I’m Autistic. So are two of my children. Is it “not fair” or “discrimination” that we face daily as we navigate a world that some feel we don’t belong in? Both, from my perspective. The “not fair” part consists of stares, disparaging remarks, being left out and flat-out bullying. It would be great if these things magically went away. However, because we’re all different and we perceive things differently, they never will.

The “discrimination” part comes into play when non-Autistic people insist on denying Autistics a voice in the discussions about Autism. When parents pour bleach into their children’s bodies to “cure” them of Autism. When our communities fail to work with us to develop supports so we can be active participants. When our co-workers treat us differently because we wear the same style clothes all the time (itchy tags!) or have responses that aren’t what is expected. This is discrimination. This is determining that because of a different way of looking at the world, we are less than deserving.

I am not less than deserving. I am not “taking” anything away from anyone else just by thinking differently or needing some extra space in a stall. I am not in need of fixing, although I’m happy to try to learn more tools to cope with a world that is overwhelmingly intolerant of differences. I will keep trying to help people understand that different is good. If we were all the same, the world would be a very boring place.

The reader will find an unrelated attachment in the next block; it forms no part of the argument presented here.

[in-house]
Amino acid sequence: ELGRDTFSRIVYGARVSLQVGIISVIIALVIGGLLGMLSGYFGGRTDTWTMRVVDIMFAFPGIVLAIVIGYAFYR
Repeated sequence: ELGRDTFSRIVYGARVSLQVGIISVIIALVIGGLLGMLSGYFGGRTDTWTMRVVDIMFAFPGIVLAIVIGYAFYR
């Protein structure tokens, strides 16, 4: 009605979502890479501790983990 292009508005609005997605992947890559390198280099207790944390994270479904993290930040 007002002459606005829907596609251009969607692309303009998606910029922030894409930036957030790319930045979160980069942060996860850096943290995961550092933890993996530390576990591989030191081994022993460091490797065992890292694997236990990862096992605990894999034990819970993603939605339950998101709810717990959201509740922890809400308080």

Congratulations to those who feel the word is fair and just. That must feel pretty darn good. For the rest of us, we will continue to speak up. Louder and even louder so our voices can be heard over the din of those who would silence us.



I’d bet many of you know how shame feels. Probably from both the receiving and giving sides. Sometimes it’s unintentional, like when you say a blooper. Sometimes it’s purposeful, such as when you scold a child. Either way, shame hurts.

I have some quirky habits that make it possible for me to experience shame on an almost daily basis. My speech is an easy target. Sometimes I use vocabulary that doesn’t fit the conversation. Other times my speech is affected by a medical condition. Regardless, at least one person per day makes a comment that shames me.

April is Autism Acceptance month. You may be wondering what shame and Autism have in common. Quite a bit, actually.  If you buy into the rhetoric of a certain organization, Autistics need to be cured. How can I not feel shame when people are publicly promoting the idea that I’m defective because of my differences? How do family members feel when onlookers critique their loved ones? Shame.

Shame can lead to desperation. Feelings of worthlessness surface. Feelings of failure. Feelings of inadequacy. People are driven to find ways to help each other. It’s hardwired into most of us. The people who bring you “light it up blue” are the same ones who capitalize on these feelings to raise money that is used to move society a step closer to eugenics.